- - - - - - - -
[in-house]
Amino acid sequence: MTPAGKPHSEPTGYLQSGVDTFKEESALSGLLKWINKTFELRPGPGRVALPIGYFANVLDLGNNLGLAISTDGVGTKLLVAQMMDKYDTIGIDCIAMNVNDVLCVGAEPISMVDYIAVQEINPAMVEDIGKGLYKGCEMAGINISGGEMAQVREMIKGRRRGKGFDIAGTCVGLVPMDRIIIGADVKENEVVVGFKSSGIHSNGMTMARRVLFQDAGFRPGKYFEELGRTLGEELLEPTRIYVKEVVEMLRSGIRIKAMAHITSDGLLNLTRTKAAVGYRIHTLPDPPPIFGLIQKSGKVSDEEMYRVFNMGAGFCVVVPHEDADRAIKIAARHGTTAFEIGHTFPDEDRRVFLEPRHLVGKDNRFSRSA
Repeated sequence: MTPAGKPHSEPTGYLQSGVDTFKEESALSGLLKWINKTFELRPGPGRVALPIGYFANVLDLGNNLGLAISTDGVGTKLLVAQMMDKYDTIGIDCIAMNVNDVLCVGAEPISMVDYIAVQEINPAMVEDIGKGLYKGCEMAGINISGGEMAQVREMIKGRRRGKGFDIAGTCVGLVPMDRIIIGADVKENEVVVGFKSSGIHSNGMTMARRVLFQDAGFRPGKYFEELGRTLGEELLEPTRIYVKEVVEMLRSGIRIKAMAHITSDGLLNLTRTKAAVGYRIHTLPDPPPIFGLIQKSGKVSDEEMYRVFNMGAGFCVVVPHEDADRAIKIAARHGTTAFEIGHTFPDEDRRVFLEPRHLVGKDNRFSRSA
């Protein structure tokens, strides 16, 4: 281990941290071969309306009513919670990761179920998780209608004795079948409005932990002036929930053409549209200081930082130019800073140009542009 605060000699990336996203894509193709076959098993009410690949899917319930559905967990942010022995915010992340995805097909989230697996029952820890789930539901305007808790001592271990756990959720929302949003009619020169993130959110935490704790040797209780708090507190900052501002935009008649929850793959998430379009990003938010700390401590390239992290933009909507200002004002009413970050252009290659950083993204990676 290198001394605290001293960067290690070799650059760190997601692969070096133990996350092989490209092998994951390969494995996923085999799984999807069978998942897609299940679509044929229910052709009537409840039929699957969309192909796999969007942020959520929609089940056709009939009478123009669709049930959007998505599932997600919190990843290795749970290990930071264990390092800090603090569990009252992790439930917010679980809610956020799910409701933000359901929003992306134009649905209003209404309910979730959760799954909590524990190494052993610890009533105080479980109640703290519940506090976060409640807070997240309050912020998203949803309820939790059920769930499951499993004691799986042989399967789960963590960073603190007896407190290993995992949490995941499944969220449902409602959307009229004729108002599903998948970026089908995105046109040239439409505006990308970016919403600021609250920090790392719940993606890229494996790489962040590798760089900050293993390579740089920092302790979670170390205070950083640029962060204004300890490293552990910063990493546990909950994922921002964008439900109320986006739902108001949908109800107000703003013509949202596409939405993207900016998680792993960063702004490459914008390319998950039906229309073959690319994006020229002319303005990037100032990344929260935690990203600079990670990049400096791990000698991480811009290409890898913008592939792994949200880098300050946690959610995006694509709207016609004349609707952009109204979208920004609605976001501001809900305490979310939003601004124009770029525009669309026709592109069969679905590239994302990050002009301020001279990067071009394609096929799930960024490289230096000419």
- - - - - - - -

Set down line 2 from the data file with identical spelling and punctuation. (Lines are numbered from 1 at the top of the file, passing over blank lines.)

Amino acid sequence: MTPAGKPHSEPTGYLQSGVDTFKEESALSGLLKWINKTFELRPGPGRVALPIGYFANVLDLGNNLGLAISTDGVGTKLLVAQMMDKYDTIGIDCIAMNVNDVLCVGAEPISMVDYIAVQEINPAMVEDIGKGLYKGCEMAGINISGGEMAQVREMIKGRRRGKGFDIAGTCVGLVPMDRIIIGADVKENEVVVGFKSSGIHSNGMTMARRVLFQDAGFRPGKYFEELGRTLGEELLEPTRIYVKEVVEMLRSGIRIKAMAHITSDGLLNLTRTKAAVGYRIHTLPDPPPIFGLIQKSGKVSDEEMYRVFNMGAGFCVVVPHEDADRAIKIAARHGTTAFEIGHTFPDEDRRVFLEPRHLVGKDNRFSRSA